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Chris Wallace Crabbe

Chris Wallace-Crabbe has always had a good ear for a title, but Telling a Hawk from a Handsaw is surely his best. Half a century older than Shakespeare’s ghost-ridden poet–hero, he rings the changes on Hamlet’s high-fantastical play with language, by turns delighting and disconcerting an audience which might sometimes struggle to keep up with his leaps and ellipses. Ghosts and shadows abound in this distillation of his finest work from the last five years or so, but the intimations of mortality don’t mean that this book inhabits a Yeatsian ‘country for old men’. There are some curtains of Celtic darkness, but the soul of this poet–singer rejects tattered coats and sticks, swaggering, as the introductory poem has it, ‘On the Side of Life, / suntanned here in the lost antipodes / of childhood’s yellow beach and glaucous water’.

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Who is, or rather who was, André Gide? I ask this because a distinguished editor warned me, on hearing that I was about to review Robert Dessaix’s enticing new book, that nowadays nobody would remember who Gide was. Ah, the years, the years! It was another story in the time of my youth ...

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The Failure of Poetry, The Promise of Language by Laura (Riding) Jackson, edited by John Nolan

June 2008, no. 302

Laura Riding, sometime poet and citrus-grower has risen from the grave to deliver this series of attacks on poetry and its untruthfulness. She comes back to us now in a posthumous gathering of essays and shorter notes, The Failure of Poetry: The Promise of Language. It will certainly get people’s backs up.

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When I am rotting patiently where
my eldest, Ben, now lies
And the bright prunus petals are dropping away
faster than flies, ... (read more)

The English critic Terry Eagleton is nothing if not a dasher. Once suspected by many as the kind of postmodern theorist who undermined the category of ‘literature’, he has increasingly hiked into its territory. In The Illusions of Postmodernism (1996), he turned against the kinds of scepticism and virtuality which he saw as demeaning all literary or cultural study. The book certainly made some of his former allies quite cross, not least because it was penned with such rhetorical high spirits. His Marxist foundations, sturdily nourished in a Salford boyhood, remained, however, and were built upon. Yet they are sometimes twinned with residues of Catholic belief, as his recent attack on the atheism of Richard Dawkins has shown, full as it is of residual theology. He can certainly be an odd kettle of fish. In How to Read a Poem, Eagleton takes a broad brush. He remains at home with the traditional texts, the kinds of poems we have long deemed important.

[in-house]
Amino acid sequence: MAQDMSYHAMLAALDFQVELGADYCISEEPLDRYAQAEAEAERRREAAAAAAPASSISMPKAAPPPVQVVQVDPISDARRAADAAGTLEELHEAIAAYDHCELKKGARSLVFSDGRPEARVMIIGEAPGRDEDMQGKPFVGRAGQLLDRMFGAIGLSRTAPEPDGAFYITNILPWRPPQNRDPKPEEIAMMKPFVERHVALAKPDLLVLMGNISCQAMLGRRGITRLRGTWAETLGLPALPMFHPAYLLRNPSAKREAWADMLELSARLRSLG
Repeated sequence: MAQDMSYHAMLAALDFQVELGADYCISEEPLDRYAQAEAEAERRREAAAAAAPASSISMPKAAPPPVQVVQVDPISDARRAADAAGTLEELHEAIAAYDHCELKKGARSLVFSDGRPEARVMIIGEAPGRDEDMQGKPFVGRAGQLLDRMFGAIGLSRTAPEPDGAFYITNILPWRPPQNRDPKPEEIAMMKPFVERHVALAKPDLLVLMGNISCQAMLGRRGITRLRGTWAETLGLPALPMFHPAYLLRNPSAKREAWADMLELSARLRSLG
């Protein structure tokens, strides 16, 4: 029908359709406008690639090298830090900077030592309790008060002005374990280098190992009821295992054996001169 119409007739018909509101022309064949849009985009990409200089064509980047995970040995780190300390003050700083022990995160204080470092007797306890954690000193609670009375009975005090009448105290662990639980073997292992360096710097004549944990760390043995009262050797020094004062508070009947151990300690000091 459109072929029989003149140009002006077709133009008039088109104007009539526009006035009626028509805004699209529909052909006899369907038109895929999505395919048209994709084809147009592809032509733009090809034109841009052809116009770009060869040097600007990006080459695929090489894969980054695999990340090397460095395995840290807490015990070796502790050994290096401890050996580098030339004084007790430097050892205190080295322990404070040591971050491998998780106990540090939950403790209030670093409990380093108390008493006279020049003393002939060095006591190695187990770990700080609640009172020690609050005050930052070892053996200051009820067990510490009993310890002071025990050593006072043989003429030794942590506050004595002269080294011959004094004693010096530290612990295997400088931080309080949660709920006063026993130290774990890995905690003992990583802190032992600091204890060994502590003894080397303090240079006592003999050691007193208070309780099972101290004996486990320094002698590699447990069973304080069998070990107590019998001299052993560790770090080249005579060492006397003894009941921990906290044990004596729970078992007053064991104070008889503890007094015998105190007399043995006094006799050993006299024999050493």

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Memory is actually anxious to be heard.

                                                       A.F. Davies

What a year, and how lucky we are that our country can only play a timid, cringing, subservient role in Iraq – which is not at all to disparage the soldiers we send there. It must be a bastard of a job for those young men, at the accursed interface.

February 6: We fly to Hobart for our Coles Bay holiday, pick up a car and gradually find Sarah and Gordon’s evasive house on its steep hill. The following morning he starts me off with a long stiff walk over the mountain slopes: easier at his age. But I could eat a horse afterwards, were that required.

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January 5: Planning for the Australian Poetry Centre (APC), thanks to the largesse of CAL; we’ll be in ‘Glenfern’, the handsome Boyd/a’Beckett house in St Kilda. Otherwise I’m feeling fit as a whippet, unlike Peter Costello.

January 17: Drove to windy Ballarat for Jan Senbergs’s drawings, David Hansen keeping us wittily diverted – the drawings, after 1992, suddenly very good, as Jan’s crowded Middle Park studio had given him cramped interiors, away from surreal cities. Out in the street, I saw someone who resembled Paul Kane, and uttered a tentative ‘Paul?’ – there they were, Paul and Tina, far from New York – so they persuaded us to drive north, coming to side roads that, like Donne’s pursuit of truth, ‘about must and about must go’. It perched on the bald head of an old volcano, in the full tug of wind: ‘The council engineer said we had to chain it to the hill.’

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Fancy an editor in this post-whatnot era using the word ‘great’ to describe the poems he publishes. Lord save us! It is almost as though recent decades hadn’t been, and we still wore the mild woolly clothing of the postwar years. But here is the Canberra poet and longtime schoolteacher Geoff Page offering us a high road through poetry in English: a series of touchstones, as our serious uncle Matthew Arnold might have said.

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Approaching a new book by Sydney’s Peter Minter, we are afforded the opportunity to see where a maturing poet is headed. A few years ago, he was very much identified with cutting-edge poetics. More interested in the epistemology of language than most of our poets, he could be seen as an experimental ally of, say, Michael Farrell and the American, Andrew Zawacki. Yet there was sometimes a whiff of the academy about his projects, a certain cerebral coldness. The poems kept holding us at a slippery arms’ length. Cunningly though, he opens the main flow of his new book with Ed Dorn’s concise observation that ‘All academics are hopeless’.

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You set down orange, with a dab of blue
and this grows into art
of a non-offender’s kind,
innocent as a fart in the footy crowd.
Meanwhile, the killing stumbles on

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